Ed Trice wrote:
MostFamousDane wrote:Also you are saying argumentation doesn't matter - you just blindly trust authority ?


You just blindly disagree with the result, and you don't have a decent grasp on what was required for him to make the claim. If his proof was determined to have been flawed, it would have been a career-ending moment. That's why he took every precaution, verified and re-verified and then independently had his results verified.

Or can the "MostFamousDane" just say "No you didn't" to anything anyone has ever published?


No but lets say somebody claims to have invented a perpetual motion machine I am going to be skeptical.
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Re: Computer programs tournament

Postby George Hay on Fri Aug 12, 2016 3:02 am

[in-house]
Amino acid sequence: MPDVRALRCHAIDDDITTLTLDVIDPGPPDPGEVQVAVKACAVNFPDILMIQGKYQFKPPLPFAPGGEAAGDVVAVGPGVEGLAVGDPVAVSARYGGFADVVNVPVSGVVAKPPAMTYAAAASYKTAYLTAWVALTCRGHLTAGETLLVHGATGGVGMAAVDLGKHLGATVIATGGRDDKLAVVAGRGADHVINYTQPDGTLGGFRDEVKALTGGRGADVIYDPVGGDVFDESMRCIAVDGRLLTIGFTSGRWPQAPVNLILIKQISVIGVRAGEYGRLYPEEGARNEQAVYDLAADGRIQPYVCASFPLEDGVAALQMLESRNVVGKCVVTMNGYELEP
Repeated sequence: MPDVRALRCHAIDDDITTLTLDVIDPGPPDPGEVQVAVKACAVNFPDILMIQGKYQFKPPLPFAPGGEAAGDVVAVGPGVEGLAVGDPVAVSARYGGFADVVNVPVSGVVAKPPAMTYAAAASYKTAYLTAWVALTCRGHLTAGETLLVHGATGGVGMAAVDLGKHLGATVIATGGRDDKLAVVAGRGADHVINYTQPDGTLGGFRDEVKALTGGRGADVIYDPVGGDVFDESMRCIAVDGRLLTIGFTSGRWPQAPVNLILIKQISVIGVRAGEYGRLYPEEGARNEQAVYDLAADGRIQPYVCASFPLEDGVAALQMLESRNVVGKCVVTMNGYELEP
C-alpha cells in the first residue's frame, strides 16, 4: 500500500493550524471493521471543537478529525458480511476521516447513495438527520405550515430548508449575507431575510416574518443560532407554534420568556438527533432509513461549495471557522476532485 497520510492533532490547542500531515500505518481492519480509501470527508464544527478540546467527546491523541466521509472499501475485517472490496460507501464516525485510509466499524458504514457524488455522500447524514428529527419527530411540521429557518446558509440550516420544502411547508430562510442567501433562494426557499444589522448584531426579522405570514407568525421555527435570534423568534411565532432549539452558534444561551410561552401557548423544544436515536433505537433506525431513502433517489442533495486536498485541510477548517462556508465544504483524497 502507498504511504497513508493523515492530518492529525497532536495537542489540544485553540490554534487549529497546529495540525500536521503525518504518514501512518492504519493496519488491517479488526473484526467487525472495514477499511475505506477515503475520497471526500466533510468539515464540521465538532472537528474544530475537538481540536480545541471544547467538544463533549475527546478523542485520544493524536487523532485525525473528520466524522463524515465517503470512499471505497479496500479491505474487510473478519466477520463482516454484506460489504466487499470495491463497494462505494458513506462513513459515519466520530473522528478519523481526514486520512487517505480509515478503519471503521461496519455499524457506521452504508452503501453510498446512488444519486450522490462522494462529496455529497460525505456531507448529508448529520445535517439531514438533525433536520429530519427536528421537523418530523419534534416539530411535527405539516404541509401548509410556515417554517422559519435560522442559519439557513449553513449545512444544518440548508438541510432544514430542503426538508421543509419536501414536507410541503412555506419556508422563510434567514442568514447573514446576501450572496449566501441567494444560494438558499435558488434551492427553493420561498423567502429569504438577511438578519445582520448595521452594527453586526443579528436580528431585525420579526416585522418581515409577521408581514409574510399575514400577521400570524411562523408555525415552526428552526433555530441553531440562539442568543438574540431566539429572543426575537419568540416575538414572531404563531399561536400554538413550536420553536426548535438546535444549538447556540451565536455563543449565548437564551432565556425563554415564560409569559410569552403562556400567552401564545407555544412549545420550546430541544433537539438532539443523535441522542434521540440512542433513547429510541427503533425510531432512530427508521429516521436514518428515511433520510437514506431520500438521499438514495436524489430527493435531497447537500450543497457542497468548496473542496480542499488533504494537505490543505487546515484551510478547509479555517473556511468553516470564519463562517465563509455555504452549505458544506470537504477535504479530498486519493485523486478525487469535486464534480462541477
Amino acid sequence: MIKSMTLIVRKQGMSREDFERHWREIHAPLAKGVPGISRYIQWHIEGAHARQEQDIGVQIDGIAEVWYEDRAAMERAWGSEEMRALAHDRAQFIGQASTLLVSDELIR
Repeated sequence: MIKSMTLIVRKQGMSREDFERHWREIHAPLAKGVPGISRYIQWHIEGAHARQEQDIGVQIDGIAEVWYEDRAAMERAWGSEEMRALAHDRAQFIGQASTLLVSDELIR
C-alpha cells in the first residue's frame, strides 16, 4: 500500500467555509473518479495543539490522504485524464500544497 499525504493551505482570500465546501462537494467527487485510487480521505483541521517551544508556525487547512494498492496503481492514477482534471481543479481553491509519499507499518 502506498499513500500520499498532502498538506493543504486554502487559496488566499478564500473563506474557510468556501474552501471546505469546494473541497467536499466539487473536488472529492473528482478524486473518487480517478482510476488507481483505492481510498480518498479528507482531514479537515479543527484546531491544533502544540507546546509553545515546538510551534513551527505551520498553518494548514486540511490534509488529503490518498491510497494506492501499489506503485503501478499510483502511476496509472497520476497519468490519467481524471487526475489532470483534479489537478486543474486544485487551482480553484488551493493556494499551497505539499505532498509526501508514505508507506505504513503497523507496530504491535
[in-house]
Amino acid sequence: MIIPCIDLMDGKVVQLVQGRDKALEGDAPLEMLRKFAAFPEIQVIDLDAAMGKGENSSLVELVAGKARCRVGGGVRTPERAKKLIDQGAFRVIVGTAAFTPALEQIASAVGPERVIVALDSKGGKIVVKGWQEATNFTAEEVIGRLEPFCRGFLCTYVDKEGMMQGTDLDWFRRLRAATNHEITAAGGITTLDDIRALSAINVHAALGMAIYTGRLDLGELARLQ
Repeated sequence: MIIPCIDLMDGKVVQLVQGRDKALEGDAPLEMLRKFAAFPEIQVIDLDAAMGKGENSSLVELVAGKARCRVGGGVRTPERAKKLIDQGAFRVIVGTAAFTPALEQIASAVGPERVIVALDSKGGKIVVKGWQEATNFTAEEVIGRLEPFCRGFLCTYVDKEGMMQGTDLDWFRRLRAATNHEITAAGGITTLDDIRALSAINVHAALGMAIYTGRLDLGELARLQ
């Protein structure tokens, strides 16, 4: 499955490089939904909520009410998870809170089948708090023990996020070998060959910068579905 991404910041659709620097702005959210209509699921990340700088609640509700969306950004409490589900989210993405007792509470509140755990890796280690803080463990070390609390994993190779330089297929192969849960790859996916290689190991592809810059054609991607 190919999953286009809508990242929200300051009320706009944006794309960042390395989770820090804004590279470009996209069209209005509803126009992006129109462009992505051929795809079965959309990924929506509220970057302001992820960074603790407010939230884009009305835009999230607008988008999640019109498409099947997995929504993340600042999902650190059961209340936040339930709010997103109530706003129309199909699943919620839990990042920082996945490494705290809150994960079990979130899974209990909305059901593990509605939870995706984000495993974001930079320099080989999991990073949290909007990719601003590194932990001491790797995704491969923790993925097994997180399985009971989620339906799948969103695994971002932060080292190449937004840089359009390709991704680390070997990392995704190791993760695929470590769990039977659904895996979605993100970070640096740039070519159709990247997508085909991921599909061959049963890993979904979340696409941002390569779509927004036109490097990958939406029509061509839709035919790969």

Ed Trice, I appreciate your references to One Jump Ahead, revised edition. I did look up the pages you mentioned and it makes for interesting reading. Dr. Schaeffer used algebraic notation with square a1 on the white side, with black moving first. Dr. Schaeffer's explanation of only 13 openings needed on page 485 seemed a bit convoluted to me, perhaps due to three-move openings being used instead of two-move openings. My layman's understanding of weekly solving checkers with only thirteen (two-move) openings would be to first open with black with a strong move, say 11-15, and then reply with the seven possible moves of white. Then repeat the process with a strong opening move for white, say 22-18, to all of blacks seven opening moves. That would be 7+7=14, but since 11-15, 22-18 shows up in each sequence of seven, then it is 14-1=13, or only 13 two-move openings needed to start weekly solving checkers!